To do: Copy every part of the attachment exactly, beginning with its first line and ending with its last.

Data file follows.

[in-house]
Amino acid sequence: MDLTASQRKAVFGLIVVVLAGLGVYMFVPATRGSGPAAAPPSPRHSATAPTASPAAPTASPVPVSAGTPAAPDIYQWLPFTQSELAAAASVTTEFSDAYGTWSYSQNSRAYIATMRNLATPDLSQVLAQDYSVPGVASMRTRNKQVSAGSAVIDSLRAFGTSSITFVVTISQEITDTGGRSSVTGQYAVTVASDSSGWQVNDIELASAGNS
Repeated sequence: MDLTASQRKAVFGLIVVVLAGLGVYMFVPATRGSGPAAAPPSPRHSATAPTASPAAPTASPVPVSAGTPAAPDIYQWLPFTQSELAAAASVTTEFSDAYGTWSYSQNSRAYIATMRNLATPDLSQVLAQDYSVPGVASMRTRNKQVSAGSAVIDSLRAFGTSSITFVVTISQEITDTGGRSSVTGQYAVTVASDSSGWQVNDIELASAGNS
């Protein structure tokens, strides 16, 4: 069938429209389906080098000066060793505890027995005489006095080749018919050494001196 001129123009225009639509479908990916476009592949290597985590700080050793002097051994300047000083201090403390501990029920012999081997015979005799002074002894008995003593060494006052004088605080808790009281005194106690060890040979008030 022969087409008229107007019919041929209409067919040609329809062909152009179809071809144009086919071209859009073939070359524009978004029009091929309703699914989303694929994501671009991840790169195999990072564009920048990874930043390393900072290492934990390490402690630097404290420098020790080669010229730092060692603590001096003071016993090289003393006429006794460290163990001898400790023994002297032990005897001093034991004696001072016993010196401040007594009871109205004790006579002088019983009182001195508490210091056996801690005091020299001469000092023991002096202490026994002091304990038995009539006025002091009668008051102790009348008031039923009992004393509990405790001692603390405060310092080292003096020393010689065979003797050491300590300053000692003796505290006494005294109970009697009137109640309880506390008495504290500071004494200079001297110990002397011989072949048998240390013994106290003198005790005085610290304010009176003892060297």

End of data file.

[in-house]
Amino acid sequence: MDLTASQRKAVFGLIVVVLAGLGVYMFVPATRGSGPAAAPPSPRHSATAPTASPAAPTASPVPVSAGTPAAPDIYQWLPFTQSELAAAASVTTEFSDAYGTWSYSQNSRAYIATMRNLATPDLSQVLAQDYSVPGVASMRTRNKQVSAGSAVIDSLRAFGTSSITFVVTISQEITDTGGRSSVTGQYAVTVASDSSGWQVNDIELASAGNS
Repeated sequence: MDLTASQRKAVFGLIVVVLAGLGVYMFVPATRGSGPAAAPPSPRHSATAPTASPAAPTASPVPVSAGTPAAPDIYQWLPFTQSELAAAASVTTEFSDAYGTWSYSQNSRAYIATMRNLATPDLSQVLAQDYSVPGVASMRTRNKQVSAGSAVIDSLRAFGTSSITFVVTISQEITDTGGRSSVTGQYAVTVASDSSGWQVNDIELASAGNS
């Protein structure tokens, strides 16, 4: 069938429209389906080098000066060793505890027995005489006095080749018919050494001196 001129123009225009639509479908990916476009592949290597985590700080050793002097051994300047000083201090403390501990029920012999081997015979005799002074002894008995003593060494006052004088605080808790009281005194106690060890040979008030 022969087409008229107007019919041929209409067919040609329809062909152009179809071809144009086919071209859009073939070359524009978004029009091929309703699914989303694929994501671009991840790169195999990072564009920048990874930043390393900072290492934990390490402690630097404290420098020790080669010229730092060692603590001096003071016993090289003393006429006794460290163990001898400790023994002297032990005897001093034991004696001072016993010196401040007594009871109205004790006579002088019983009182001195508490210091056996801690005091020299001469000092023991002096202490026994002091304990038995009539006025002091009668008051102790009348008031039923009992004393509990405790001692603390405060310092080292003096020393010689065979003797050491300590300053000692003796505290006494005294109970009697009137109640309880506390008495504290500071004494200079001297110990002397011989072949048998240390013994106290003198005790005085610290304010009176003892060297």